Families Fight To Bring Nursing Home Lawsuits Out From Behind Closed Doors

CREDIT: AP PHOTO/CARLOS OSORIO
CREDIT: AP PHOTO/CARLOS OSORIO

Piri Balazs didn’t intend to stay at Cambria Care Center, a nursing home in central Pennsylvania, for more than a week or two. The otherwise healthy 91-year-old woman had fallen and fractured her hip while gardening — which required surgery — and was directed to Cambria for a brief rehab stay. “No more than ten days,” her doctor had said.

Instead, Piri was taken out of Cambria by her sons three months later in drastically worse shape than she was when she entered.

“My mother was a very proud woman. She was a charming and happy person. It was immediately obvious something had changed.”

A clear case of neglect, Piri’s sons decided to sue Cambria, in what they thought would be a cut-and-dry case. But, thanks to a growing trend among nursing homes to push lawsuits behind closed doors, instead of to a juried, public court trial, they quickly discovered it wouldn’t be so simple.

Their mother’s case illustrates the dangers of the status quo — one that, despite serious pushback from advocates and lawmakers, continues to go unchecked while hundreds of mistreated and abused nursing home patients are left without justice.

Piri’s sons, Joe and Csaba, were shocked by how quickly their mother’s health deteriorated under Cambria’s “care.”

With two spine fractures from serious falls, a large, infected ulcer on her heel that prevented her from walking, incontinence from not being able to get to the bathroom, receding gums from poor hygiene assistance, and a dramatic weigh loss from not being given her dentures, Piri had become a “changed individual.”

“My mother was a very proud woman,” said Joe. “She was a charming and happy person. It was immediately obvious something had changed.”

Joe and his brother had pulled their mother out of Cambria after weeks of demanding change from staff and administrators. Instead, staff changed her records to cover up this neglect. Only after the Department of Health inspected the facility — altered to the problems by the Balazs brothers — did they realize nothing was going to improve.

Only after returning home, and receiving needed care from an in-house nurse, did Piri’s health finally improve. But, Joe said, she never was quite the same. She passed away within the year. And her sons sued.

The case was quickly forced into private arbitration from a judge, since Cambria had a document showing Joe’s sign-off of an arbitration deal (a document that he doesn’t recall). To a judge with a full docket, it was likely an easy decision. But to the Balazs’ attorney, Peter Giglione, the move meant all transparency was out the window.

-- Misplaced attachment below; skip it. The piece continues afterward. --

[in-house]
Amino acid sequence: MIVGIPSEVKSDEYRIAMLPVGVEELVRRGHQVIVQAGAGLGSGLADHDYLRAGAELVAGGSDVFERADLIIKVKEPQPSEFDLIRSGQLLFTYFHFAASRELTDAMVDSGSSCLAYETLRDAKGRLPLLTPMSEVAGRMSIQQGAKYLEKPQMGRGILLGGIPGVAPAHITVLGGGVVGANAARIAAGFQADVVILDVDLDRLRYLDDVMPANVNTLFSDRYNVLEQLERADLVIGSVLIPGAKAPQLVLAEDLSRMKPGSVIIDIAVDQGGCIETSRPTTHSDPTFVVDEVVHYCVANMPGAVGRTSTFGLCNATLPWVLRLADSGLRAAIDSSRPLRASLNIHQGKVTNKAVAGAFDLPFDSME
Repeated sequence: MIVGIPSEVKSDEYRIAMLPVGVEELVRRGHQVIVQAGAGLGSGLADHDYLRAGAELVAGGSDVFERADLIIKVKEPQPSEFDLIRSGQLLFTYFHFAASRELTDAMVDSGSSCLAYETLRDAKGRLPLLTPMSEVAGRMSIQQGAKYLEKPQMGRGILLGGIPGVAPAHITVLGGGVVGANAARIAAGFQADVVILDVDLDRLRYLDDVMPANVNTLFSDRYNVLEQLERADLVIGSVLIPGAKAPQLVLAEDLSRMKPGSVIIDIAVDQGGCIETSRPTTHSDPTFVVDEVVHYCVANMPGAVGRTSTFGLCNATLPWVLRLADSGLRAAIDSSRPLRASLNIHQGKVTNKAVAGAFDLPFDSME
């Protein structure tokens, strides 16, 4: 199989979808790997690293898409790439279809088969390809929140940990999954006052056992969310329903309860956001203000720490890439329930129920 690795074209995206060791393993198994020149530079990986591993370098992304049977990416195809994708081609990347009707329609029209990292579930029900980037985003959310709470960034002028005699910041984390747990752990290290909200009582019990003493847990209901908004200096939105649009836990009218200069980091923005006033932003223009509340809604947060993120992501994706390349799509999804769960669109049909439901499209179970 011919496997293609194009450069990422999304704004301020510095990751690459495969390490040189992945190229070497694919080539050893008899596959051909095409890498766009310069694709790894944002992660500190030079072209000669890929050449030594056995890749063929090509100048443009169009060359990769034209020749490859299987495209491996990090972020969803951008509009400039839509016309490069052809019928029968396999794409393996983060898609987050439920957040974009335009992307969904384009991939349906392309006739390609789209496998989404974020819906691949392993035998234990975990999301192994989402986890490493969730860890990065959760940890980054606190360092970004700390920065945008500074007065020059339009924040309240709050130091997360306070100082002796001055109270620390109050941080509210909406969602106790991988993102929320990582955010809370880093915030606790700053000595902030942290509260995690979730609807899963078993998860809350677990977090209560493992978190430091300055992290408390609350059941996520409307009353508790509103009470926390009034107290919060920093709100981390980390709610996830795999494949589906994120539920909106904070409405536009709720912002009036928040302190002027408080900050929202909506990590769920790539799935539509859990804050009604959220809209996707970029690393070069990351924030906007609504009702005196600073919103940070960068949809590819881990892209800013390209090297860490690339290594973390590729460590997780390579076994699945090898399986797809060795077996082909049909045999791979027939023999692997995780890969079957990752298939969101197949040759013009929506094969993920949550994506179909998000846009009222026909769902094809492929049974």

“Private arbitration means no public court records, no accountability,” Giglione said. “It’s a way to keep the company’s public image clean.”

First, Cambria refused to share any medical records or documents Giglione requested prior to the arbitration — something that would be mandated by law in a normal court proceeding.

“Private arbitration means no public court records, no accountability. It’s a way to keep the company’s public image clean.”

Then, there was the silence. Following the July 2015 arbitration, Giglione and the Balazs brothers were told they’d get a decision in “two to three” weeks. Despite numerous calls and emails, they have yet to hear a word back from the arbitrator.

“It’s been over a year now of me calling at least once a week,” Giglione said. “No response.” There’s no strict deadline to rule on a case in arbitration.

This isn’t the first time Giglione’s been strung along by residential care companies. Balazs’ case is the sixth lawsuit against a nursing home he’s arbitrated on. These kind of closed-door cases have quickly become commonplace under the federal law allowing them, a law that civil rights advocates say take advantage of the most vulnerable.

When a client is admitted to a nursing home, either they or a family member are given a stack of paperwork to sign off on. Buried in this stack is a contract about private arbitration, whose wording can easily convince a rushed reader that it’s a smart call. Like Joe, the clients usually discover this only after they sue.

“It is unreasonable to assume that residents or their loved ones are able to comprehend the likelihood of grievous harm or poor care occurring within a facility when these agreements are signed upon admission,” wrote a group of 39 health and aging advocates in a letter to Medicare and Medicaid Services (CMS) in October. “No one should be expected to anticipate or contemplate the occurrence of such tragedies.”

Those advocates — along with 34 senators, 16 state attorney generals, 32 House members, 19 consumer justice groups, and the American Association of Retired Persons (AARP) — are pressing the federal government to update its nursing home standards to address this issue.

“There’s no real reason for this rule to exist.”

The first “major update” in nursing home standards in 25 years could have finally banned private arbitration clauses in nursing home contracts. Instead, to advocates’ upset, it only proposed updated wording in the contract itself in an attempt to make it clearer.

This proposed update won’t help people like Sherry Turner-Frazier, who signed her admittance papers at a Kentucky nursing home despite having “severe dementia.” One of those papers was an arbitration agreement that was used against her when her family sued the hospital for neglect.

In early August, CMS sent the final text of the updated standards to the federal budget office, but it’s yet to be known if they took advocate’s comments into consideration.

If they didn’t, Giglione said, “they aren’t going to change anything.”

“The only real way to stop this is to get rid of arbitration all together.”